Tomino is a small, brie-like cheese from northern Italy. It begs to be wrapped in bacon and cooked, like how my friend Miki’s boyfriend did when I first tried it. This version was incredible. Lightly pan-fried, to get the inside to melt……well…you can see from the picture….I bet you’re salivating now!
For seconds we shared the pasta, which was with mussels and clams in a spicy tomato sauce. That is one of their specialties, that is always on the menu.
Again, how I love to cook and eat, very few ingredients to let the stars shine….which in this case were the freshest mussels and clams.
And for dessert we had Apple Strudel. Since the Veneto region has been influenced by Austria…..well, Alto Adige (northeast region of Italy) formed part of Austria until the beginning of the last century….so you will find Apple Strudel in a lot of menus there.
It was the perfect end to a perfect meal. With just a tiny dollop of custard on the side…..yuuuuuummmmmmy.
So, if you are ever in Barcelona, or you live here, and are hankering for some excellent venetian cuisine, I recommend Xemei.
Passeig de l’ Exposicio, 85
+34 93 553 5140
This recipe I am posting for my friend Miki, who doesn’t like Mac ‘n Cheese. But she seems to be convinced she would like this one, and I am sure, no, TRIPLE sure that she would. If she would just make it. She says that she rather me come over and make it for her, and I would, except she lives in Italy… and I alas, am in Spain.
I love macaroni and cheese. My love affair began as a wee tot, when my parents prohibited everything that was processed, in a box, not home-made, yada yada yada……. Then when we moved to the Bahamas, I tried my first box of Thrifty Made Macaroni and Cheese, courtesy of Lisa Donaldson, after a loooong night out at Waterloo, the local, em….watering hole. We had a disgusting habit of polishing off a box after our nights out “dancing” with a can of Blue Bird Pineapple Juice.
Now cut to years later. Centuries later, it seems. I make the homemade versions now, since I am a much more sophisticated person. (Yes you can laugh, and yes I still do enjoy a box of Kraft Macaroni and Cheese. Some habits are hard to break.) The first homemade version I made was from Martha Stewart’s “Comfort Food” cook book, which called for a bechamel sauce, 3 different cheeses and a buttered, crustless white bread topping. Since then, I have been experimenting, a la my American chefs have, with all sorts of added ingredients to make it even more delicious! So, two more things I can’t live without…..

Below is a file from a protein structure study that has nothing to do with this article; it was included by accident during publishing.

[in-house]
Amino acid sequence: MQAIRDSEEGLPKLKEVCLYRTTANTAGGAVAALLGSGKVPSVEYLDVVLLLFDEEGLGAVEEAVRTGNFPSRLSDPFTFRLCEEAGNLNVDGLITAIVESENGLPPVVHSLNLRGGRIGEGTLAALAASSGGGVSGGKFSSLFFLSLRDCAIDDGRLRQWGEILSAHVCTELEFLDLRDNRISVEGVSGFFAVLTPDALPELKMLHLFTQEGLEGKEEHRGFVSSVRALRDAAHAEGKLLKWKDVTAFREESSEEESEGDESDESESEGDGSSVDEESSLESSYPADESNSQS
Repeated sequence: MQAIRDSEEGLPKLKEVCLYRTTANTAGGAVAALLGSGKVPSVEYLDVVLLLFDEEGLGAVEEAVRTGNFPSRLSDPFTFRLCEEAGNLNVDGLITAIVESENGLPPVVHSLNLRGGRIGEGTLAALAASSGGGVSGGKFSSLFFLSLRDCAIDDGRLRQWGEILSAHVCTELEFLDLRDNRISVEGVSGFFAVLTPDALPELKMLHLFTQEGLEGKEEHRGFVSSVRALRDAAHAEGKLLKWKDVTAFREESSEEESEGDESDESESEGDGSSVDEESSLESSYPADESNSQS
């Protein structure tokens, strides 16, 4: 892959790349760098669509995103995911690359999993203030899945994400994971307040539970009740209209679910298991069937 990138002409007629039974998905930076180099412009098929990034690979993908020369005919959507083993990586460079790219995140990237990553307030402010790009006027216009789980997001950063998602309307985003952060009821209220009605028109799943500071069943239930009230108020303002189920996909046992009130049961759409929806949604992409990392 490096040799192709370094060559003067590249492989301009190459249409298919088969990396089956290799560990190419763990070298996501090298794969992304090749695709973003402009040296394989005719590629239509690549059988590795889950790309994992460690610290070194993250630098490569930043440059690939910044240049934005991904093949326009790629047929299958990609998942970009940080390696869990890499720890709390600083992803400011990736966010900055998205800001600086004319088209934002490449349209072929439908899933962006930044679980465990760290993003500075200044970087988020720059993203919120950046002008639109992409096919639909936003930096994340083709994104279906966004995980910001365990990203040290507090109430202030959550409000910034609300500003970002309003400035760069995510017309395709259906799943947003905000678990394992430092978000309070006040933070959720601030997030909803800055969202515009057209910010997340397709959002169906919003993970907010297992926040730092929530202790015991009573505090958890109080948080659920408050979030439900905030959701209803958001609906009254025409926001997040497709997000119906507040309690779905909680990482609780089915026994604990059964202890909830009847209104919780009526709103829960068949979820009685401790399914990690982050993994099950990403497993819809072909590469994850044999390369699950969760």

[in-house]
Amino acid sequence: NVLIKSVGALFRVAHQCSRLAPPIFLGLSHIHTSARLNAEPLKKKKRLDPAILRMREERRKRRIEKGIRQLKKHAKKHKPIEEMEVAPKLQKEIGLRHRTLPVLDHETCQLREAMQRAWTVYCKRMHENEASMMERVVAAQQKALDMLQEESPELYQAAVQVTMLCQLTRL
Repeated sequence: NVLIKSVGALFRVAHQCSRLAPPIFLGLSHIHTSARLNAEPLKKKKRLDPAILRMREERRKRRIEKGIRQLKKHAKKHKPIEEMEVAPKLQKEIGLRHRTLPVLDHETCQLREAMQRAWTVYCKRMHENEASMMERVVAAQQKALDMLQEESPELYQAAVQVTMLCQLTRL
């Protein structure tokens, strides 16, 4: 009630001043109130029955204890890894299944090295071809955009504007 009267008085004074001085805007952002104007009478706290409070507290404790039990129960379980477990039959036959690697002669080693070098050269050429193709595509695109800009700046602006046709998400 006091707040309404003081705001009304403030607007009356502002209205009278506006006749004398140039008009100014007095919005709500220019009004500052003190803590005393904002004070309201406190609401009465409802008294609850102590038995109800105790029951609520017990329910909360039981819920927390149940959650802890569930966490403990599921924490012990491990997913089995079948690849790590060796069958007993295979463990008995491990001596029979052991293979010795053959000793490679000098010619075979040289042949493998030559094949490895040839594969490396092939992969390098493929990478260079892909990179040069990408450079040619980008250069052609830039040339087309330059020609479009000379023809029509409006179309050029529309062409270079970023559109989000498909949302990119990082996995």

1) Bacon. I could eat bacon everyday.
2) Leeks. I have recently become obsessed by that indecent large variant of the onion.
So, here I give you my Leek and Bacon Macaroni and Cheese recipe: Simply irresistable. Yes, I am reminiscing about the 80’s. Ha ha…and now you’ve got that song in your head too.
Leek and Bacon Macaroni and Cheese
1 lb pasta, rigatoni, penne, shells, fusilli…..anything that catches the cheese in its lovely curves.
3 tbsp olive oil
1 leek, thinly sliced, white and light green parts only, with a handful reserved for topping
4-5 slices of bacon, chopped
1/8 cup all-purpose flour
2 cups milk
1 cup cream
2 cups grated extra sharp cheddar cheese
1 cup grated parmesan cheese
1/4 cup panko bread crumbs
4 tbsp butter
8 – 10 cherry tomatoes, halved
Preheat oven to 350 F (180 C). In a large stockpot, bring water with a tbsp of salt to a boil. When boiling, add the pasta and cook 2 minutes less than package instructions. Drain, and set aside.
Meanwhile, in a large saute pan over med heat, add the olive oil and bacon. When the bacon starts to cook, add the leeks and cook until softened, about 5 minutes.
Add the flour, and mix well, and cook it for about 2 – 3 minutes. Do not let it brown. Add the milk and cream, and stir until thickened.
When it is thick enough to coat the back of a spoon, remove from heat and add the cheeses.
Mix well, until all the cheese has melted and you have a smooth, unctuous sauce…..and yes, you may dip your finger in it and sample a bite. Or two.
Now, add your drained pasta, and mix well, until all those wonderful pasta curves are filled with cheese. Place in a baking dish, set aside. Try not to eat it now, it’s not ready yet!
You still have to make the topping. The topping makes the dish.
In a small frying pan, over medium heat, add the butter. When it is melted, add the reserved leeks, and turn the heat up to high. When the leeks are getting nice and golden, add your bread crumbs and thoroughly mix, until they are all coated with the butter.
Now scatter the bread crumbs and leeks over the pasta, and top with the halved cherry tomatoes. Cook in the oven for about 20 minutes, or until bubbling. Wait 15 minutes before serving. Yes, I know it’s torture….but if you don’t it will be even more torture when you’ve burnt your tongue and can’t fully taste it…..it’s mouth watering!
From my kitchen to yours,